- The disproportionate impact of the pandemic on African-Americans in much of the US is becoming clearer.
- Evidence points to a similar deadly disparity in the UK.
- Some of the reasons relate to complex social inequalities, making it more urgent than ever to address them.
When former US President George W. Bush recently urged Americans to unite in the face of COVID-19, he described everyone as “equally vulnerable.” But COVID-19 hasn't had an equal impact on all Americans.
A growing number of individual states have begun publishing COVID-19 data by race, including information on mortality rates.
In many places, COVID-19 is killing a vastly disproportionate number of African-Americans – and adding yet another troubling aspect to what might be a second wave of coronavirus cases for the country.
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In several states, the percentage of reported COVID-19 deaths so far attributed to African-Americans is not only greater than their share of the state population – it is more than double. In Kansas, for example, African-Americans account for nearly a third of reported COVID-19-related deaths but just 6% of the state population, in Michigan they account for 41% of reported deaths and 14% of the population, and in Illinois they account for nearly 34% of reported deaths and less than 15% of the population.
Experts point to a number of reasons for the imbalance. The underlying health conditions (such as diabetes) that put people at higher risk for severe illness from COVID-19 tend to be more common among African-Americans. African-Americans also tend to be prominent in many public-facing occupations that require them to show up at work every day despite the pandemic, therefore putting them at greater risk.
It’s not just the US where COVID-19 appears to be exacting a disparate death toll. According to a report published recently by London-based think tank The Institute for Fiscal Studies, there are growing concerns that some ethnic groups in the United Kingdom are being disproportionately affected. The report includes alarming data showing that COVID-19 hospital deaths per 100,000 in England for British people of black Caribbean background have been roughly three times the number for the white British population.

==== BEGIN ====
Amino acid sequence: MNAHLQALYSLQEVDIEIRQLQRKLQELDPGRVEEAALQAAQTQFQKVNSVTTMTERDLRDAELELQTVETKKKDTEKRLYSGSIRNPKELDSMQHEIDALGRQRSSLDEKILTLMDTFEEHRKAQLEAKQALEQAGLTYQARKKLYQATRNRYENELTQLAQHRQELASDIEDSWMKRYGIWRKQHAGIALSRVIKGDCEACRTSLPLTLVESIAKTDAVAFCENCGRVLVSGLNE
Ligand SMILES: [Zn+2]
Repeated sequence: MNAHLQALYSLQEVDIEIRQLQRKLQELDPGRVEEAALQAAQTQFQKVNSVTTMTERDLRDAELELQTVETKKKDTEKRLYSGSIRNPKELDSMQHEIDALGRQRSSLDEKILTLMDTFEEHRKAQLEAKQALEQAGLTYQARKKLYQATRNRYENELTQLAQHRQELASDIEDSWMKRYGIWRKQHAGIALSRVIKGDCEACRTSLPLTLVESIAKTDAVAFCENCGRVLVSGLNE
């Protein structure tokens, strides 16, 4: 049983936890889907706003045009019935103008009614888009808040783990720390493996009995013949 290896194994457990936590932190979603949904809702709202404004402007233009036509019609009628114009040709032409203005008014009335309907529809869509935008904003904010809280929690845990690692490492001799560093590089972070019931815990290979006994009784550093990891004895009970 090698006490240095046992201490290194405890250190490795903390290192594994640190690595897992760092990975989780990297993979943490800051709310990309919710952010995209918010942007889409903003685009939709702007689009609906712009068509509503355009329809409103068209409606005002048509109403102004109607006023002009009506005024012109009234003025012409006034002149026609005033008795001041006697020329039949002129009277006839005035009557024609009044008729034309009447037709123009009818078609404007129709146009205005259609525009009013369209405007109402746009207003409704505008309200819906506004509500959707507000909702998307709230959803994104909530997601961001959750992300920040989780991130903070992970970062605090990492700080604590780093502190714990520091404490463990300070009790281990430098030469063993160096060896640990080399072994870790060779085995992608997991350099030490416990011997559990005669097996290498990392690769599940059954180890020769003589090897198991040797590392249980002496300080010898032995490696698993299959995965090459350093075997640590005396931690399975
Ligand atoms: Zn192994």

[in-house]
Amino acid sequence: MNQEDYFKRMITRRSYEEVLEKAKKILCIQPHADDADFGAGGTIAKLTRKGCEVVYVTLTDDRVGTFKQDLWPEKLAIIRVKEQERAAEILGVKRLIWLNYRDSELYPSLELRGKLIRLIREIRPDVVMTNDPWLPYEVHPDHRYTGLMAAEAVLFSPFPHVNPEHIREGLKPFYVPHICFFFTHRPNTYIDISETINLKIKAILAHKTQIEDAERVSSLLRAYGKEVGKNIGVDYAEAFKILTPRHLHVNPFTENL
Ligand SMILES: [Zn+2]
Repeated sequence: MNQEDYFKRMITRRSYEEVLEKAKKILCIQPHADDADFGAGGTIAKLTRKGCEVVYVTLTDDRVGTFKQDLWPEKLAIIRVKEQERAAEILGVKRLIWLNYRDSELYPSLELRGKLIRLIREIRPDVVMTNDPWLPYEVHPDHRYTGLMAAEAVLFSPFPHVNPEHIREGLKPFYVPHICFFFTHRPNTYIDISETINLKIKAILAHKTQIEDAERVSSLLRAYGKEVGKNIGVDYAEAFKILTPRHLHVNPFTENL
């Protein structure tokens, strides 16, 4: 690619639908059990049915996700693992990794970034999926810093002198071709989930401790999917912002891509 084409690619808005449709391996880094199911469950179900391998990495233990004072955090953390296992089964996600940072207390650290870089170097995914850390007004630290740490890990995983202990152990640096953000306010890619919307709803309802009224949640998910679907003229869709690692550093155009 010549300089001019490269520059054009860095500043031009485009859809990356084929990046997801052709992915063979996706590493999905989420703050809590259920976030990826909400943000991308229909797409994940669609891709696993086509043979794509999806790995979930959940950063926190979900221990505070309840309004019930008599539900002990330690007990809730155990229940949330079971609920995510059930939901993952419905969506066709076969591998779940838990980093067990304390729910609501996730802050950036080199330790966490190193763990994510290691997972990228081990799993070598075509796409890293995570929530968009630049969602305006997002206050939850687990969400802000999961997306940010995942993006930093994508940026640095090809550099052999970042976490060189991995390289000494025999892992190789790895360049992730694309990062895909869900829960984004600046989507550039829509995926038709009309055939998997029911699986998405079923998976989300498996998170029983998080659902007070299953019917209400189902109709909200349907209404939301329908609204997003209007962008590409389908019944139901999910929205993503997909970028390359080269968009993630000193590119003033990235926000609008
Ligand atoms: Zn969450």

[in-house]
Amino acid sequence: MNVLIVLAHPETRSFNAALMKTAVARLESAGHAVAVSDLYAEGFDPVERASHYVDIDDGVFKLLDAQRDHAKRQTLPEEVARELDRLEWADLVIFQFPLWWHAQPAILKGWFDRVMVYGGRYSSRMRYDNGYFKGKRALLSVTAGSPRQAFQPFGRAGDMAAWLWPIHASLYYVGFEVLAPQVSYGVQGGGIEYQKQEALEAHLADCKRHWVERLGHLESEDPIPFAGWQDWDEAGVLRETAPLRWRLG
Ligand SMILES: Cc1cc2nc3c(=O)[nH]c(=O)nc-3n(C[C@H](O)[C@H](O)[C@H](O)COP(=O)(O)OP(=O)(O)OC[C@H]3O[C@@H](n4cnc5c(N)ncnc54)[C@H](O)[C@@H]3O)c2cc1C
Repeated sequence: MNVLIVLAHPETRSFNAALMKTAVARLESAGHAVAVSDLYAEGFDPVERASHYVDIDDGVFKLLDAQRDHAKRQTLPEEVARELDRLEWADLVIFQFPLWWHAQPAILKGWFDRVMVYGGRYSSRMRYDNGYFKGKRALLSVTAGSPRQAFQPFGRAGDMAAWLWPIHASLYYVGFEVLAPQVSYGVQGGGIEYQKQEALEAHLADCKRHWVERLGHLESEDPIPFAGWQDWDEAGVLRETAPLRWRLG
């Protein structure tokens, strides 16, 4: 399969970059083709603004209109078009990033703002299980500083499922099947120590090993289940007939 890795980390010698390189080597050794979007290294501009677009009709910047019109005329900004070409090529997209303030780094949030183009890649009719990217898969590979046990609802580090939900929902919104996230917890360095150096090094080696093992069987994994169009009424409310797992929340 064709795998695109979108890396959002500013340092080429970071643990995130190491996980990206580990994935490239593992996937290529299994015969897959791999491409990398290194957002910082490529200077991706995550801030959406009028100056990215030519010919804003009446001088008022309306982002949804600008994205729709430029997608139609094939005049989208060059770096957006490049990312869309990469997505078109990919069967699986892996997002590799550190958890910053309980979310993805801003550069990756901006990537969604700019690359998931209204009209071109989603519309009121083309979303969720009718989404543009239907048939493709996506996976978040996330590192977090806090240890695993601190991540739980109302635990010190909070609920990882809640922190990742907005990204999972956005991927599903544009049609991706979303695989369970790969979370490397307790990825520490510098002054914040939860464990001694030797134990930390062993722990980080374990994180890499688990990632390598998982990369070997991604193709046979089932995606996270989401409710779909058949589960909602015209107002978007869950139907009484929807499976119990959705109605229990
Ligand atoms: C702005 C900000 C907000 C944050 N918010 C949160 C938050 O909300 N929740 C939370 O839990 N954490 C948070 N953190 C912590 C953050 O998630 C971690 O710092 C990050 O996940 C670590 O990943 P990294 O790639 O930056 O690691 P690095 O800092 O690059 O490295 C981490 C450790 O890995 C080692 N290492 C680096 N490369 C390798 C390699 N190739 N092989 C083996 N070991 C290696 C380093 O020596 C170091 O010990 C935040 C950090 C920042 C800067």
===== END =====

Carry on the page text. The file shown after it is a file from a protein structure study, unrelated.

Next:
The pandemic also appears to be having a disproportionate impact on Bangladeshi, Black African and Pakistani populations in the UK, according to the report. One explanation offered for this sounds similar to the dynamic cited in the US – many people from these groups are key workers who have had to remain on the frontlines of keeping health systems and economies running.
For more context, here are links to further reading from the World Economic Forum’s Strategic Intelligence platform:
- People of colour in the US make up the bulk of a warehouse and temporary workforce, active in crowded environments during the pandemic – a large proportion of which doesn’t qualify for COVID-19-related paid sick leave provided by federal legislation, according to this report. (ProPublica)
- The coronavirus placed a magnifying lens over deep inequities in American society. Now, the country has an opportunity to face longstanding injustices without just patching over them with emergency measures, according to this analysis. (Stanford Social Innovation Review)
- “Most epidemics are guided missiles attacking those who are poor, disenfranchised and have underlying health problems,” according to a doctor quoted in this report. (Kaiser Health News)
- If terrible challenges can expose the US’s weaknesses and self-inflicted wounds, they can also clarify its path forward, according to this former US deputy secretary of state. (Carnegie Endowment for International Peace)
- London’s drivers have demanded assistance on how to best protect themselves from COVID-19 after a number died from the disease – including Bangalore-born Rajesh Jayaseelan, whose story went viral, according to this report. (CityMetric)
- Evidence from a recent survey cited in this analysis suggests a majority of the British public would support giving permanent residency to the immigrants and EU nationals who have been serving as frontline health workers during the crisis. (LSE)